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FILE - This file photo provided by the Indianapolis Metropolitan Police Department shows Johnathan Cruz of Indianapolis. Marion County court records show that Cruz pleaded guilty Friday, April 28, 2017, to killing three people over four days last spring in attacks that authorities say he justified by citing the horror movie, "The Purge." (Indianapolis Metropolitan Police Department via AP, File)
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Indianapolis man pleads guilty to killing 3 in 4-day span

FILE - This file photo provided by the Indianapolis Metropolitan Police Department shows Johnathan Cruz of Indianapolis. Marion County court records show that Cruz pleaded guilty Friday, April 28, 2017, to killing three people over four days last spring in attacks that authorities say he justified by citing the horror movie, "The Purge." (Indianapolis Metropolitan Police Department via AP, File)

INDIANAPOLIS (AP) — An Indianapolis man pleaded guilty Friday to killing three people over four days last spring in attacks that authorities say he justified by citing the horror movie, “The Purge.”

Marion County court records show 20-year-old Johnathan Cruz accepted a plea agreement that calls for him to receive three consecutive prison sentences of life without parole. In exchange for pleading guilty to three counts of murder and an armed robbery charge, prosecutors dropped plans to seek the death penalty.

Cruz was charged with fatally shooting Billy Boyd and Jay Higginbotham on May 12, and Jose Ruiz on May 15, along with a May 14 armed robbery during attacks happened between midnight and 6 a.m. on the city’s east and north sides.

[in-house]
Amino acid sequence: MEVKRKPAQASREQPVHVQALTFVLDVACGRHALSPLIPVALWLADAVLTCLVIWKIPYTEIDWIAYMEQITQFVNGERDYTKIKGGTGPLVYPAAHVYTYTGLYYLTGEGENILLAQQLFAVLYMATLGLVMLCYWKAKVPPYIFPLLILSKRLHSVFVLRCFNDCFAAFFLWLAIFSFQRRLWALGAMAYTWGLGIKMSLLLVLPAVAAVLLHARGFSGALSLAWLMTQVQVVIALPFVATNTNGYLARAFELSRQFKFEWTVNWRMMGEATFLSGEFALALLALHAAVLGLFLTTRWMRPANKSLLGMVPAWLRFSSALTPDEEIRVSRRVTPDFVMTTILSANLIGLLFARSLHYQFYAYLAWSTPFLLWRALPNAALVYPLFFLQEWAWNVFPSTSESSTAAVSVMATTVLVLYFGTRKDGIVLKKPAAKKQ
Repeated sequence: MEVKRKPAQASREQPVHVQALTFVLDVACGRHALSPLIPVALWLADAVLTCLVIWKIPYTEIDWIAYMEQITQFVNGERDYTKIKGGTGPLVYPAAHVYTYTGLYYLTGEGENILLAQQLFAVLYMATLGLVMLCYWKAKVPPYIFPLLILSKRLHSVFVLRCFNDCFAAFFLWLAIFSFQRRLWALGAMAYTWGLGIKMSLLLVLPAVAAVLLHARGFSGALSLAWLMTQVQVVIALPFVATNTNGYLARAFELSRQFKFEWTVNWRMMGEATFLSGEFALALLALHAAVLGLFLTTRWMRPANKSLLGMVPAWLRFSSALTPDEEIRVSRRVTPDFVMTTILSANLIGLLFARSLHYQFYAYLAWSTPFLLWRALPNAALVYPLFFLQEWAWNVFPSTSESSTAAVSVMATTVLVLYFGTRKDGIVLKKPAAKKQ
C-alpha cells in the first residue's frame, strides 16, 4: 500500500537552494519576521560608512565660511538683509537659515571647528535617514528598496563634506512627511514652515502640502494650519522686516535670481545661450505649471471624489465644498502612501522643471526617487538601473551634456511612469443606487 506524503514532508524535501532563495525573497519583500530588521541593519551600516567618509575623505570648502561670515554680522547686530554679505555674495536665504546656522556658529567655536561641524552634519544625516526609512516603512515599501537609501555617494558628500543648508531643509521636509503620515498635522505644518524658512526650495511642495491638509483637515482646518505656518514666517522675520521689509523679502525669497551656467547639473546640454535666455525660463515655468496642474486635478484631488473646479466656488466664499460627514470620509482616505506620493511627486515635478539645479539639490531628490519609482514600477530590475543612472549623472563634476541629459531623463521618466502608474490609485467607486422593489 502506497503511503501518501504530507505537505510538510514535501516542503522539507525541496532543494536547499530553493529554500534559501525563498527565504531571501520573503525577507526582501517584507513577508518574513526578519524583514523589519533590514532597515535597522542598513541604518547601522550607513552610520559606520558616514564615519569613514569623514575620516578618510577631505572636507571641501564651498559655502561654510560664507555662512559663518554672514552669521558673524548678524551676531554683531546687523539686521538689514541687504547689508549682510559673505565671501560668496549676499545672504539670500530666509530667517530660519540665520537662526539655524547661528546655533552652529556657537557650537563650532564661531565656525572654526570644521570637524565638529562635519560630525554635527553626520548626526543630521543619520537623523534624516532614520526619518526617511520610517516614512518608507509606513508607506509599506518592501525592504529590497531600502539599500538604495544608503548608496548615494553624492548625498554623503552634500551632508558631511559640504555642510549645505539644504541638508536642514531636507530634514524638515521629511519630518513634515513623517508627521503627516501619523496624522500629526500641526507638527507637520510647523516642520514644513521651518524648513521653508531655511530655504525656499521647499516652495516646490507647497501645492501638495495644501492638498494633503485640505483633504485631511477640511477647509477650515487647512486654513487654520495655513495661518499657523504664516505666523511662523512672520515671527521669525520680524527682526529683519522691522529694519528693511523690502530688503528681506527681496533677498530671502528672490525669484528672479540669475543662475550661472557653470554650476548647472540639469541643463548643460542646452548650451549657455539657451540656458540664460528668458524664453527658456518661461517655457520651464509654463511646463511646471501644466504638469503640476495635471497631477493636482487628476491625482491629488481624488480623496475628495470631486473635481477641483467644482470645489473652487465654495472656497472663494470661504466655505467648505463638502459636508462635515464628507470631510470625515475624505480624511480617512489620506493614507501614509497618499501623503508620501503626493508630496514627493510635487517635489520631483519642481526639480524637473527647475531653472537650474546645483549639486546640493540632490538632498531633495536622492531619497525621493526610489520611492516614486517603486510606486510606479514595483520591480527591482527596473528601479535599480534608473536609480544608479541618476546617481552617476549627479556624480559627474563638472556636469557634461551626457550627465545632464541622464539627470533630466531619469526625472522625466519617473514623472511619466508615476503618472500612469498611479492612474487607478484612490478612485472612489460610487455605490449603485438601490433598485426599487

Detectives said a witness told them Cruz confessed he’d been “purging,” in a reference to the 2013 movie about violent crime, including murder, being legal one night each year.

Prosecutor Terry Curry said Friday that the attacks were “absolutely random,” and the victims had no connections with Cruz. Cruz wasn’t a suspect in the attacks until he was arrested the day after the third killing in connection with a restaurant confrontation with a teenage girl who implicated him, Curry said.

“There was no reason up to that point to connect the three homicides,” he said. “The victims had nothing in common whatsoever.”

Curry, who has said Cruz committed the killings “for sport,” said he decided not to pursue the death penalty because a plea agreement avoids potentially years of legal fights that the victims’ families would have to endure.

A telephone message left by The Associated Press seeking comment from Cruz’s defense lawyer, Eric Koselke, wasn’t immediately returned Friday.

A sentencing hearing for Cruz is scheduled for May 11. Murder charges are pending against another man for allegedly driving the car used in first two fatal shootings.

Curry said there wasn’t any way to know what role the movie may have played in Cruz’s motivation for the attacks.

“There’s certainly nothing that would indicate that he intended to stop,” Curry said Friday. “On the contrary, he was pretty much bragging about it based on statements to witnesses and what was found on his cellphone.”

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